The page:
Luke 23:1-25

Have you ever made a decision that you’ve regretted afterwards?

 

Luke 23:1-25

 

Pontius Pilate was an unpleasant man. He was a Roman prefect of Judea at the time of Jesus, and as such, was responsible for the area for the invading army. He demonstrated on several occasions that he didn’t really care about preserving local Jewish customs and put things in place that were offensive to Jewish people worshipping one God. If there was to be another uprising against him and the Romans, he would lose his job, as his job was in part to keep the peace and keep life ticking over.

And then Jesus comes along. He has been tried before the Jewish leaders, now they have led him to Pilate to make a final decision. Quite frankly, they are accusing him of a Jewish crime, that of claiming to be the Messiah (only really a crime if he wasn’t, and he was). Pilate couldn’t really have cared less about this, so they add to the charges that Jesus has been opposing paying of taxes (he wasn’t) and that he had been subverting the nation – undermining the leadership and attempt to overthrow it (again, not really).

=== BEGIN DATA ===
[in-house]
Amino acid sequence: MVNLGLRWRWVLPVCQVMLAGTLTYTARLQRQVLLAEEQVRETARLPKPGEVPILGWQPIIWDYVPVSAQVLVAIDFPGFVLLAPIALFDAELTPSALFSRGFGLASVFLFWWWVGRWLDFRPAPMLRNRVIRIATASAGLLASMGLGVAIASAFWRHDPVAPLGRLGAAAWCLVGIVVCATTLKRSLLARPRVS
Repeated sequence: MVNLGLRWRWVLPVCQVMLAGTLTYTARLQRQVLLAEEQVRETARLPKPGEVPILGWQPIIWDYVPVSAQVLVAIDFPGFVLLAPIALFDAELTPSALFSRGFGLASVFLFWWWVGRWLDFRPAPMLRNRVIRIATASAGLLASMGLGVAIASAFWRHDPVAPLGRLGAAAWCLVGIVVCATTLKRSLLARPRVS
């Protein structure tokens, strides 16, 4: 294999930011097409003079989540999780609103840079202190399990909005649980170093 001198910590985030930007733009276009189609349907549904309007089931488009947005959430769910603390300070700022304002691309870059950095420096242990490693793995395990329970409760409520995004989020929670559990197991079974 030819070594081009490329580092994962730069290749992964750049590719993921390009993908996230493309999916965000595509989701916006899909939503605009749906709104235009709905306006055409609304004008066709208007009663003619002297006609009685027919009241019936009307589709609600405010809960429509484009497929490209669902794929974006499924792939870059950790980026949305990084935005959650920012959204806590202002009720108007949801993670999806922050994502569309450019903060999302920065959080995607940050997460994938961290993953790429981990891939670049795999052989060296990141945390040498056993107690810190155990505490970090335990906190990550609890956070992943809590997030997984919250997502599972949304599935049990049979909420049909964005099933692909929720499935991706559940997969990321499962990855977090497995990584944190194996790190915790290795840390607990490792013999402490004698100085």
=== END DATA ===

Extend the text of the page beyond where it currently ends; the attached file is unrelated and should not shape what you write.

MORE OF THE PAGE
Pilate still can’t see anything wrong with Jesus. He can see this is an innocent man. He’s not sure enough though, so sends him off to see Herod, who also has no basis for a charge – he is just curious about this man he has heard so much about.

But Pilate is afraid of the crowd. They want to see Jesus die, and they want the freedom-fighter/terrorist/rebel Barabbas released in his place. The guilty man, accused of rebellion and murder, was released, while the innocent, sinless Jesus was condemned to death. Jesus died so that the guilty could go free and be rescued – we are rescued from our sins by Jesus’ death.

Pilate knew there was nothing wrong with Jesus. He had done nothing wrong. And yet, because it was easy, because he didn’t really care enough, because he was tired, because he wanted to be firm (insert reason here), he condemned him to death. He was the one with the power to have stopped it all. But he let his feelings and fears get in the way, and so Jesus suffered.

 

Lord God, thank you that Jesus’ death means that we can be forgiven from our sins. Thank you for your great rescue plan. We pray for courage to do the right thing, even if it’s hard. Amen.

 

Where is God calling you to stand up and do the right thing today? Know that he will be with you in the process, even if it’s really hard.

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